Chef David Chang and his culinary brand Momofuku said that they will no longer enforce their trademark over their Chili Crunch, People reported.

On his podcast The David Chang, he and the brand's CEO Marguerite Mariscal, confirmed that they wills top sending cease-and-desist letters to businesses who use the words Chili Crunch and Chile Crunch.

One of the businesses called Chang a “trademark bully,” according to The Guardian, who first reported the issue.

David Chang: Trademark bully no more?

In March, the company sent several cease-and-desist letters to companies whose founders were Asian Americans. These mostly small companies called their product either Chili Crunch or Chile Crunch.

Momofuku owns the trademark for Chile Crunch, but it also claimed the common law rights to Chili Crunch. On top of that, the brand also filed with the US Patent Office for trademark for how Chili Crunch is spelled.

The latter is still pending in the office. Chile Crunch, as it's spelled, was trademarked in 2023 after Momofuku bought it from its original owner Chile Colonial.

“First and foremost, I want to apologize to everyone in the AAPI community who's been hurt or feels like I've marginalized them or put a ceiling on them by our actions,” Chang's apology began.

“I spent the greater part of my adult life trying to bring light to Asian food, Asian American food, Asian identity, what it means to be Asian American. I understand why people are upset and Im truly sorry,” he added.

The chef explained that he named his product Chili Crunch in order to differentiate the condiment from the more widely known Lao Gan Ma Chili Crisp.

“When we were thinking about naming — and again, shame on me if I didn't know this — but we names it chili crunch specifically because it was not chili crisp,” he said.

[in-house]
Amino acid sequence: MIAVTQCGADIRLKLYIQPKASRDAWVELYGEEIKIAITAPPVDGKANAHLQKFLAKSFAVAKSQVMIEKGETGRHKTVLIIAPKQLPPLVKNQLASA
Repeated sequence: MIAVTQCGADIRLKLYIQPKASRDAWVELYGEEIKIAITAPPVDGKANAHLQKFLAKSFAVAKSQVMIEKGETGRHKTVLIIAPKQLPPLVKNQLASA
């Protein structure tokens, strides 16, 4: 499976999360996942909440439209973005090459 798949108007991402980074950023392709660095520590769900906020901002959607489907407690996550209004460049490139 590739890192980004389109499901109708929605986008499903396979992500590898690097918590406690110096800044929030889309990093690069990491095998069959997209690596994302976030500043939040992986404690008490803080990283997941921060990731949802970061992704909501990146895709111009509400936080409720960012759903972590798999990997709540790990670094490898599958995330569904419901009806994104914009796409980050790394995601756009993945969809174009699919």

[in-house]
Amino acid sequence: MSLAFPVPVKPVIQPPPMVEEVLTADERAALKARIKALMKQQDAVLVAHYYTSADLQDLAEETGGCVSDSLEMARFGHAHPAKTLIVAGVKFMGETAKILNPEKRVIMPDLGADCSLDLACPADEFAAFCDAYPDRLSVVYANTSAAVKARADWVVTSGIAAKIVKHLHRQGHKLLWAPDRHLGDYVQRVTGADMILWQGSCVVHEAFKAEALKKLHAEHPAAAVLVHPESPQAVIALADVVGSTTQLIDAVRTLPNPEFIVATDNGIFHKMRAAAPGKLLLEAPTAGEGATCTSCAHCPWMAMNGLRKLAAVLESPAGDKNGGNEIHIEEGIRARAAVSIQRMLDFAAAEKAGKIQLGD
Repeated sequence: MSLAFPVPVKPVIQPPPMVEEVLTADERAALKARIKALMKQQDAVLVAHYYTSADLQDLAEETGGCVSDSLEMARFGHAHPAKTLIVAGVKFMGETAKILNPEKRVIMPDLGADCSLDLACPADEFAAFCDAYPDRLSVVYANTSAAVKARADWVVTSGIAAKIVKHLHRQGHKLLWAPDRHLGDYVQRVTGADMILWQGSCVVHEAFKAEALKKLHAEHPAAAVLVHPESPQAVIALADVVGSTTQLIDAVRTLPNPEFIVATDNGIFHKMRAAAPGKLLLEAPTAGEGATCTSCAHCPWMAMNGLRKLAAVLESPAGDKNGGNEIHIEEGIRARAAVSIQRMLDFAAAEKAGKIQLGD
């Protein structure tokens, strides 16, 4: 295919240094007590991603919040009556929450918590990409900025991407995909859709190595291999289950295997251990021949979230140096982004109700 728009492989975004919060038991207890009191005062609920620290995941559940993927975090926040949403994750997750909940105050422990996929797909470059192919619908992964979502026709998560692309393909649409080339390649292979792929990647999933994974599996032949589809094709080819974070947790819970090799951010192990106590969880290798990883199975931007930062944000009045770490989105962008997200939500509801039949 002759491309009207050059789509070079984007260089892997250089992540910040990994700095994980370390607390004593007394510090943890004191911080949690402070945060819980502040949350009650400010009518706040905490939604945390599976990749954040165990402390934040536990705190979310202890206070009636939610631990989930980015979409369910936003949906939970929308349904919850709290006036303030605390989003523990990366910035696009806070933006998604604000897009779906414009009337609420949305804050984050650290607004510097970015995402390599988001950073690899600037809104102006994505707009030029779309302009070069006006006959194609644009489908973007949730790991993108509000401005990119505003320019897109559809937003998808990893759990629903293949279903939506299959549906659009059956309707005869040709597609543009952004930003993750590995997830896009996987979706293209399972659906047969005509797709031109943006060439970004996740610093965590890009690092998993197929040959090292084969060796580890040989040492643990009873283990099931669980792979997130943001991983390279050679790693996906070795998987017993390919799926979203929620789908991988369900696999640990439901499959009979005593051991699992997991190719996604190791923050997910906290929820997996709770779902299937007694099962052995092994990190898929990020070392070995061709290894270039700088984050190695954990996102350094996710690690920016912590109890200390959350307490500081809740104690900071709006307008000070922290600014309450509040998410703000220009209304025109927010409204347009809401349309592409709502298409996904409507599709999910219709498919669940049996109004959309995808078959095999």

Chang continued, “And we named it chili crunch because it was out of deference to chili crisp, which we associated with as Chinese, specifically carved out by Lao Gan Ma. Had I known, or Momofuku known, that chili crunch was a tautology, basically the same as chili crisp, we would have never named it chili crunch.”

Chili or Chile… what's in a name?

While it's admirable that Chang has apologized, I can't help but be skeptical of his reason. There's no issue in naming your own product as chili crunch, but that term and its other iterations have been used for this type of condiment by many Asians for longer than Momofuku has been making it.

Another reason for my skepticism is his claim that neither he nor Momofuku knew about it. One of the best things about the internet is that it hosts search engines. For research.

While Allrecipes said that Lao Gan Ma only started bottling chili crisp in 1997, it existed way before that. Momofuku, on the other hand, launched their version in 2018 and started selling them in bottled form in 2020.

Chang went on to say that before they bought the Chile Crunch trademark from Chile Colonial, they themselves received cease-and-desist letters from the company. However, he insisted that moving forward they will no longer be enforcing the trademark.

The whole trademark issue made its way to social media, with several Asian and Asian-American creators up in arms about it. Most of the time, when issues like this arise, it has the bite of cultural appropriation. In this case, it doesn't.

Chang is an Asian-American chef, whose specialty is Asian cuisine. And while he's well within his rights to trademark his own product, he has to know (or should've known) that this isn't a new thing. Far from it.

Momofuku can have Chile Crunch. The rest of Asia and those who hail from the continent, should be left alone with the whatever form their chili condiment takes.